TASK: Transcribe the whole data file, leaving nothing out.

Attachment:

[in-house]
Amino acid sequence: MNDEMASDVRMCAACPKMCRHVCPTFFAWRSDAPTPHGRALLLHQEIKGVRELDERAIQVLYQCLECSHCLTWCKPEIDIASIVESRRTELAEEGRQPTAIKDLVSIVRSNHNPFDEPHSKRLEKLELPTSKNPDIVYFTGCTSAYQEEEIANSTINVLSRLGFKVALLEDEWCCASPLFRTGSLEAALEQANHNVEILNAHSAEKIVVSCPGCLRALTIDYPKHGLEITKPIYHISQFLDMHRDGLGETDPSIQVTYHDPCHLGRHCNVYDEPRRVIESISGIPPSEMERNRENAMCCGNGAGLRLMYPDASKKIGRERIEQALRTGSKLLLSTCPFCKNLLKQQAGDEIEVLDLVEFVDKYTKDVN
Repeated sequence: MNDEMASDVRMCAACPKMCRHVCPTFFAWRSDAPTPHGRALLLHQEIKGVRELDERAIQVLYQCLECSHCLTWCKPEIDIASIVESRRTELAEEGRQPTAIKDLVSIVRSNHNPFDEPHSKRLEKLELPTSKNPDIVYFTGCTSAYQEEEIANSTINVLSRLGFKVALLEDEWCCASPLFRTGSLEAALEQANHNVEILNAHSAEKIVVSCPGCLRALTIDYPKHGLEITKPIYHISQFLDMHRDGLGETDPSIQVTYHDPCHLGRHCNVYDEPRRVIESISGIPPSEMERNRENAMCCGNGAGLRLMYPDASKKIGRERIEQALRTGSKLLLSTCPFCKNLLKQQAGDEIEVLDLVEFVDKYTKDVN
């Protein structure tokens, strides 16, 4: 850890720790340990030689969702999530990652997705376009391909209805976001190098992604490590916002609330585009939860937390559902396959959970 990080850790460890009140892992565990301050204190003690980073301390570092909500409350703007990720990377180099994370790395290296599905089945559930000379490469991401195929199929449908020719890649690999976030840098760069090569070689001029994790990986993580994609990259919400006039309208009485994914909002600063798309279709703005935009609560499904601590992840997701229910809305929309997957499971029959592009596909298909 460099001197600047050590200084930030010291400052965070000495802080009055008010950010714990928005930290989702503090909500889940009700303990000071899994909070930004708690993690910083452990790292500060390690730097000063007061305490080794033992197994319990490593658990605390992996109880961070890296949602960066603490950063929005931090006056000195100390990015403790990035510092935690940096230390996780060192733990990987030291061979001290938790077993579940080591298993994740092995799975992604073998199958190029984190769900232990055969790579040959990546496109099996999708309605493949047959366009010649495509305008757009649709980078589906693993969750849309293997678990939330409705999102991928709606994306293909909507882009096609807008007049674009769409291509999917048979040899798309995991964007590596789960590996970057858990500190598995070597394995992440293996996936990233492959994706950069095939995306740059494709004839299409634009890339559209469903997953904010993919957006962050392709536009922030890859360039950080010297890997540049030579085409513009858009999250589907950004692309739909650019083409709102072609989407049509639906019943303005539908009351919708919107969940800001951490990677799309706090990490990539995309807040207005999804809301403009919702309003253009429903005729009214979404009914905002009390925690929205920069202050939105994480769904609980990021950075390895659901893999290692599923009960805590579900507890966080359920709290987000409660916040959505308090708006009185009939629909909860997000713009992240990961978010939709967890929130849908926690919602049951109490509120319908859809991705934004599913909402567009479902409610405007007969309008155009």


[in-house]
Amino acid sequence: MNDEMASDVRMCAACPKMCRHVCPTFFAWRSDAPTPHGRALLLHQEIKGVRELDERAIQVLYQCLECSHCLTWCKPEIDIASIVESRRTELAEEGRQPTAIKDLVSIVRSNHNPFDEPHSKRLEKLELPTSKNPDIVYFTGCTSAYQEEEIANSTINVLSRLGFKVALLEDEWCCASPLFRTGSLEAALEQANHNVEILNAHSAEKIVVSCPGCLRALTIDYPKHGLEITKPIYHISQFLDMHRDGLGETDPSIQVTYHDPCHLGRHCNVYDEPRRVIESISGIPPSEMERNRENAMCCGNGAGLRLMYPDASKKIGRERIEQALRTGSKLLLSTCPFCKNLLKQQAGDEIEVLDLVEFVDKYTKDVN
Repeated sequence: MNDEMASDVRMCAACPKMCRHVCPTFFAWRSDAPTPHGRALLLHQEIKGVRELDERAIQVLYQCLECSHCLTWCKPEIDIASIVESRRTELAEEGRQPTAIKDLVSIVRSNHNPFDEPHSKRLEKLELPTSKNPDIVYFTGCTSAYQEEEIANSTINVLSRLGFKVALLEDEWCCASPLFRTGSLEAALEQANHNVEILNAHSAEKIVVSCPGCLRALTIDYPKHGLEITKPIYHISQFLDMHRDGLGETDPSIQVTYHDPCHLGRHCNVYDEPRRVIESISGIPPSEMERNRENAMCCGNGAGLRLMYPDASKKIGRERIEQALRTGSKLLLSTCPFCKNLLKQQAGDEIEVLDLVEFVDKYTKDVN
């Protein structure tokens, strides 16, 4: 850890720790340990030689969702999530990652997705376009391909209805976001190098992604490590916002609330585009939860937390559902396959959970 990080850790460890009140892992565990301050204190003690980073301390570092909500409350703007990720990377180099994370790395290296599905089945559930000379490469991401195929199929449908020719890649690999976030840098760069090569070689001029994790990986993580994609990259919400006039309208009485994914909002600063798309279709703005935009609560499904601590992840997701229910809305929309997957499971029959592009596909298909 460099001197600047050590200084930030010291400052965070000495802080009055008010950010714990928005930290989702503090909500889940009700303990000071899994909070930004708690993690910083452990790292500060390690730097000063007061305490080794033992197994319990490593658990605390992996109880961070890296949602960066603490950063929005931090006056000195100390990015403790990035510092935690940096230390996780060192733990990987030291061979001290938790077993579940080591298993994740092995799975992604073998199958190029984190769900232990055969790579040959990546496109099996999708309605493949047959366009010649495509305008757009649709980078589906693993969750849309293997678990939330409705999102991928709606994306293909909507882009096609807008007049674009769409291509999917048979040899798309995991964007590596789960590996970057858990500190598995070597394995992440293996996936990233492959994706950069095939995306740059494709004839299409634009890339559209469903997953904010993919957006962050392709536009922030890859360039950080010297890997540049030579085409513009858009999250589907950004692309739909650019083409709102072609989407049509639906019943303005539908009351919708919107969940800001951490990677799309706090990490990539995309807040207005999804809301403009919702309003253009429903005729009214979404009914905002009390925690929205920069202050939105994480769904609980990021950075390895659901893999290692599923009960805590579900507890966080359920709290987000409660916040959505308090708006009185009939629909909860997000713009992240990961978010939709967890929130849908926690919602049951109490509120319908859809991705934004599913909402567009479902409610405007007969309008155009």